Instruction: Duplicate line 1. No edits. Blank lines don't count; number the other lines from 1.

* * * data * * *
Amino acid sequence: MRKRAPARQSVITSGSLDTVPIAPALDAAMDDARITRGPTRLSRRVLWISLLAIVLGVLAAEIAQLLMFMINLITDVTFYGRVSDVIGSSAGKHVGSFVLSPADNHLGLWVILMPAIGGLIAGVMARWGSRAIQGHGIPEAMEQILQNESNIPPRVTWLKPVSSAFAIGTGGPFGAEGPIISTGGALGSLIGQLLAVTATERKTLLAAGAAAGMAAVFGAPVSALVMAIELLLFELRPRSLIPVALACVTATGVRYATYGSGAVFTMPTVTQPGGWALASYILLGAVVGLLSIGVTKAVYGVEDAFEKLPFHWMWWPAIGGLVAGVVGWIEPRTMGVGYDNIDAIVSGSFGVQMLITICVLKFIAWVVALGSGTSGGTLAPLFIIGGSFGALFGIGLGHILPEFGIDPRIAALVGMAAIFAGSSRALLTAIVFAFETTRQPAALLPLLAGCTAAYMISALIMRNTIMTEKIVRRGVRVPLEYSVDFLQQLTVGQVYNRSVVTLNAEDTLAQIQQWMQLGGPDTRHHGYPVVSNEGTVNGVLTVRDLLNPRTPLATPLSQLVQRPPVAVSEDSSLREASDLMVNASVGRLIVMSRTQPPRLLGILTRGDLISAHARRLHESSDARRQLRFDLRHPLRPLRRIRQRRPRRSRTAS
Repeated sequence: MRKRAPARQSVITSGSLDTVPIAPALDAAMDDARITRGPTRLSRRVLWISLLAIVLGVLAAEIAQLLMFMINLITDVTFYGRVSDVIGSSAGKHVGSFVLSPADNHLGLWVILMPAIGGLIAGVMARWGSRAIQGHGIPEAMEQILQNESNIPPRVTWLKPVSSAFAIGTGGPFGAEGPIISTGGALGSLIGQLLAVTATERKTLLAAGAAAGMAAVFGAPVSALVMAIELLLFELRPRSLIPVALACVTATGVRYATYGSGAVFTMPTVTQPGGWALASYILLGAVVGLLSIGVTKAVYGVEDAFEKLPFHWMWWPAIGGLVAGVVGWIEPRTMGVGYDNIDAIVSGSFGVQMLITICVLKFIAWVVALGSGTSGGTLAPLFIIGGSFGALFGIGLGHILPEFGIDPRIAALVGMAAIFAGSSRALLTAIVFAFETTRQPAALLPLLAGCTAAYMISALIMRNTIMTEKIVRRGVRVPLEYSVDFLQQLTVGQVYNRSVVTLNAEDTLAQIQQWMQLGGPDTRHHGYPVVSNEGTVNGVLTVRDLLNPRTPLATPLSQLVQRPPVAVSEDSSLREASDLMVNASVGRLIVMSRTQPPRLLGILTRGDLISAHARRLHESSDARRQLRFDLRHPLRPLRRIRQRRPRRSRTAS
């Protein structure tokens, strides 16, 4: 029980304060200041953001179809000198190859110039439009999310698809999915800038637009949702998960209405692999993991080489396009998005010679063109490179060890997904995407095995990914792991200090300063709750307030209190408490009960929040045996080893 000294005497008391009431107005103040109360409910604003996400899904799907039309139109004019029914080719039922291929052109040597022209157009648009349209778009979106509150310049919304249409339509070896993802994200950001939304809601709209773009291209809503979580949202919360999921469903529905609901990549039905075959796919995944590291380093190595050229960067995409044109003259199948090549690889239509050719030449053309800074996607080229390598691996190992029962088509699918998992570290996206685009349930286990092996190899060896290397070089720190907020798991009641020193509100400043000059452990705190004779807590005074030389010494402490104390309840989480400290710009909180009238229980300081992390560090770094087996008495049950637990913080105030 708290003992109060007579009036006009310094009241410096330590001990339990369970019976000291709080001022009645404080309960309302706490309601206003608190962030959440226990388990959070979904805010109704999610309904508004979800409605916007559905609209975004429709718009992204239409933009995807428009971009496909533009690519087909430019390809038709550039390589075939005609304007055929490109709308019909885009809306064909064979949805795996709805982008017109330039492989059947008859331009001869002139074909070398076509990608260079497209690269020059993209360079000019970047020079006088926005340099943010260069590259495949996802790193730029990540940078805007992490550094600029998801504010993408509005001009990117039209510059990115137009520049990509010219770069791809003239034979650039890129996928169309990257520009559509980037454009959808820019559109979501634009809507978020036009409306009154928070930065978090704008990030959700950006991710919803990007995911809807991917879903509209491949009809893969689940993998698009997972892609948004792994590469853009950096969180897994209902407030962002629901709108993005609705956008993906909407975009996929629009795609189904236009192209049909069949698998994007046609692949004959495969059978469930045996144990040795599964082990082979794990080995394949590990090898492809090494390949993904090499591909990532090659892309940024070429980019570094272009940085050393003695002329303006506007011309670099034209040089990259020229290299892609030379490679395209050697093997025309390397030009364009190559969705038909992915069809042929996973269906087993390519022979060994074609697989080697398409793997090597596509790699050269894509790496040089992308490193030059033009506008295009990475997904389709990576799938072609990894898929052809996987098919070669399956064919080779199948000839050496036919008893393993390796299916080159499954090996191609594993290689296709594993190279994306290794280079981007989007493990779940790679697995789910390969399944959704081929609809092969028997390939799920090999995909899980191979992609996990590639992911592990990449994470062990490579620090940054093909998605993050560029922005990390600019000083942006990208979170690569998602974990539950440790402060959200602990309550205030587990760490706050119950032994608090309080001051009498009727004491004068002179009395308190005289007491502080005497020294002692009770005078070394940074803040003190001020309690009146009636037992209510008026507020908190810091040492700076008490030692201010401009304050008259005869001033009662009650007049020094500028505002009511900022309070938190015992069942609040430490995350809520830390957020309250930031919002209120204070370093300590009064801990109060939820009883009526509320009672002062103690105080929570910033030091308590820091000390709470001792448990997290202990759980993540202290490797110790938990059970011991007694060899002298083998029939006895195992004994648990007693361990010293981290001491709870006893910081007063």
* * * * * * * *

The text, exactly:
Amino acid sequence: MRKRAPARQSVITSGSLDTVPIAPALDAAMDDARITRGPTRLSRRVLWISLLAIVLGVLAAEIAQLLMFMINLITDVTFYGRVSDVIGSSAGKHVGSFVLSPADNHLGLWVILMPAIGGLIAGVMARWGSRAIQGHGIPEAMEQILQNESNIPPRVTWLKPVSSAFAIGTGGPFGAEGPIISTGGALGSLIGQLLAVTATERKTLLAAGAAAGMAAVFGAPVSALVMAIELLLFELRPRSLIPVALACVTATGVRYATYGSGAVFTMPTVTQPGGWALASYILLGAVVGLLSIGVTKAVYGVEDAFEKLPFHWMWWPAIGGLVAGVVGWIEPRTMGVGYDNIDAIVSGSFGVQMLITICVLKFIAWVVALGSGTSGGTLAPLFIIGGSFGALFGIGLGHILPEFGIDPRIAALVGMAAIFAGSSRALLTAIVFAFETTRQPAALLPLLAGCTAAYMISALIMRNTIMTEKIVRRGVRVPLEYSVDFLQQLTVGQVYNRSVVTLNAEDTLAQIQQWMQLGGPDTRHHGYPVVSNEGTVNGVLTVRDLLNPRTPLATPLSQLVQRPPVAVSEDSSLREASDLMVNASVGRLIVMSRTQPPRLLGILTRGDLISAHARRLHESSDARRQLRFDLRHPLRPLRRIRQRRPRRSRTAS